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I have 2 tables

T_Foo
foo_id
fooHeader

T_FooBodys
foo_id
foobody

foo_id are primary key for both of their respective tables. In second table, foo_id is foreign key to first table. I generate the PK for both table values using a sequence and try to make insert - once into FooHeader and twice into FooBody.

MY code crashes on the second insert into t_FooBodys in the loop from error "ORA-00001: unique constraint (USERID.FooBodys_PK) violated"

So I have 2 questions:

1) What is the fundamental difference between MSSQL Server and Oracle here? This worked fine in SQL Server! I had one-to-one/many relationships all the time in there

2) What is the simplest way to fix this besides adding another key and essentially ending the shared primary key concept?

Thanks much

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6 Answers 6

up vote 2 down vote accepted

foo_id are primary key for both of their respective tables

You cannot have duplicate entries for a PK with either MS SQL Server or Oracle, so you have made a mistake somewhere. You may have set up the FK relationship in SQL Server, but there is no way that you set foo_id in T_FooBodys as a PK and it still allowed duplicate entries.

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scratch head... hummm.. I guess I'm thinking of 1->1 and not 1->N with shared PK. Duh... brainfart –  dferraro Aug 30 '10 at 21:39

If foo_id is the primary key in the T_FooBodys table, then it must be unique. It sounds like you want foo_id to be a foreign key in the T_FooBodys. I would think SQL Server has the same constraint - that a primary key must be unique - that's basically the definition of a primary key.

Can you add a new PK to the Bodys table? And leave foo_id as the PK in the Header table and a foreign key in the Bodys table?

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  1. I don't believe that it worked as you describe in MS SQL Server. If you had a primary key constraint on T_FooBodys.foo_id, then you could insert only one row with a given value.

  2. To make T_FooBodys accept multiple rows for a given value of foo_id, you should add another column and make a two-column primary key over foo_id with that new column. That will allow you have distinct values in the second column, preserving uniqueness.

    CREATE TABLE T_FooBodys (
      foo_id INTEGER NOT NULL,
      foo_body_id INTEGER NOT NULL,
      foobody TEXT,
      PRIMARY KEY (foo_id, foo_body_id),
      FOREIGN KEY (foo_id) REFERENCES T_Foo (foo_id)
    );
    
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To answer given problem i will say :

  1. I don't know about MSSQL, but Oracle is strict to foreign key and primary key. To add some foreign key, you need to be sure that that id already exists in primary table. If that primary key is not exist, you will get ORA-xxx Constraint Violated. Similar to foreign key, the primary key constraint needs its value to be unique. When something's not unique is inserted as primary key, you will get ORA-xxx Primary Key Violated. I'm not sure whether MSSQL is as strict as Oracle or not. But in MySQL, this kind of situation can be avoided by using some engine which is not "too strict" (in foreign key constraint).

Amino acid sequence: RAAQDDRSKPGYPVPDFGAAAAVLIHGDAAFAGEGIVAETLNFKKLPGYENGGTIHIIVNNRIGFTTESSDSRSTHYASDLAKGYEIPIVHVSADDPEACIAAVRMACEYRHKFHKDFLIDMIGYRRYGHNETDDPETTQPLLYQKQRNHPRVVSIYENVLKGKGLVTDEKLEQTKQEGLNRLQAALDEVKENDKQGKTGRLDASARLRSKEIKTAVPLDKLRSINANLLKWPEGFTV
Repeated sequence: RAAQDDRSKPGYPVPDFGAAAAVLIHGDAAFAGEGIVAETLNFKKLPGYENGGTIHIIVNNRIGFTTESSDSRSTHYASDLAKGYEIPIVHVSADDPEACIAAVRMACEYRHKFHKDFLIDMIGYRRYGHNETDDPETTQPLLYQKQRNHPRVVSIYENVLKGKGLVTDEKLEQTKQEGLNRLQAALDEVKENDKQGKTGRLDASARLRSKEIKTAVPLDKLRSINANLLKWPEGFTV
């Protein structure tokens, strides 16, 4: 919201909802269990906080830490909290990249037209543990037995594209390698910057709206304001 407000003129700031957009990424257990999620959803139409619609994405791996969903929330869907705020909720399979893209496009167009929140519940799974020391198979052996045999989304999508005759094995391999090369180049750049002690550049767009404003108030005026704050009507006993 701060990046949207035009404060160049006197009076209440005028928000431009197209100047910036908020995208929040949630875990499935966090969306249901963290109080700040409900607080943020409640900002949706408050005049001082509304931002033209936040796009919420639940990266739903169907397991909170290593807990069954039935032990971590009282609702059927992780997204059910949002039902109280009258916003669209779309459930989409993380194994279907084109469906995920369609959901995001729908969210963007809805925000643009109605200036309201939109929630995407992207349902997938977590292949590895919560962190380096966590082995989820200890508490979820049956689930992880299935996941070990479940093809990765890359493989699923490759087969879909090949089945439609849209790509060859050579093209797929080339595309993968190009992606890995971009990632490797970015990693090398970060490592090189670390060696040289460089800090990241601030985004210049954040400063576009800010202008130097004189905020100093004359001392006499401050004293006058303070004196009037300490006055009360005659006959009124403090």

2. To handle this, you can do several things. First, do not mix primary key and foreign key in same field. It helps when you separate them. Just let the primary key increases every time you insert and make sure that foreign key(in another field) doesn't break any constraint. Second, you can maintain this "multi-function field" concept by using only one field. But, in order to do that, you need to remove the primary key constraint from this multi-function field. Hence produce a table with no primary key. I am not really sure about this, since i don't have any access to Oracle database any longer. Someone please confirm this.
  3. After all, to use 1-1 relationship is like providing proof that you incorrectly design your table structure. Because, as you all may know, 1-1 relationship can be simplified into single table.

Hope it helps

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You should change the table T_FOOBODYS in the following way:

/*Create table*/
create table T_FOOBODYS  
(  
  FOOBODY_ID NUMBER(10) not null,  
  FOO_ID     NUMBER(10) not null,  
  FOOBODY    VARCHAR2(512)  
);

/* Create/Recreate primary, unique and foreign key constraints */
alter table FOOBODY  
  add constraint FBPK primary key (FOOBODY_ID)  
  ENABLE;  
alter table FOOBODY  
  add constraint FBFK foreign key (FOO_ID)  
  references T_FOO(FOO_ID);

Here, FOOBODY_ID stands for your primary key for your T_FOOBODYS table, and FOO_ID is a reference constraint to T_FOO.

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RedFilter answered the question as to why you're getting the error. I'm wondering why the 2 tables are separate: it looks like there's a 1-to-1 relationship, and both header and body should be in the main table. The only reason not to do this would be if there was a performance consideration.

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